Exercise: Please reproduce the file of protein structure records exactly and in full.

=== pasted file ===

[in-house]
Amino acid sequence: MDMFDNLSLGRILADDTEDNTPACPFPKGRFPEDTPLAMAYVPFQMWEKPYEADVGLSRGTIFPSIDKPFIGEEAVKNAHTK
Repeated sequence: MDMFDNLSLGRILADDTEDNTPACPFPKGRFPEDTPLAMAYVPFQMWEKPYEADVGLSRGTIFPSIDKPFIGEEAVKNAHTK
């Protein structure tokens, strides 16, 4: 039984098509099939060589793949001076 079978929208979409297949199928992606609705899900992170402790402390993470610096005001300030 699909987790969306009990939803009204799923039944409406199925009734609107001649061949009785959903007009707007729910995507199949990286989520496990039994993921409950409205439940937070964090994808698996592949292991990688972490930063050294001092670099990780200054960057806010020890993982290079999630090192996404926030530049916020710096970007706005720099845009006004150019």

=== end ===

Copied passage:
[in-house]
Amino acid sequence: MDMFDNLSLGRILADDTEDNTPACPFPKGRFPEDTPLAMAYVPFQMWEKPYEADVGLSRGTIFPSIDKPFIGEEAVKNAHTK
Repeated sequence: MDMFDNLSLGRILADDTEDNTPACPFPKGRFPEDTPLAMAYVPFQMWEKPYEADVGLSRGTIFPSIDKPFIGEEAVKNAHTK
């Protein structure tokens, strides 16, 4: 039984098509099939060589793949001076 079978929208979409297949199928992606609705899900992170402790402390993470610096005001300030 699909987790969306009990939803009204799923039944409406199925009734609107001649061949009785959903007009707007729910995507199949990286989520496990039994993921409950409205439940937070964090994808698996592949292991990688972490930063050294001092670099990780200054960057806010020890993982290079999630090192996404926030530049916020710096970007706005720099845009006004150019």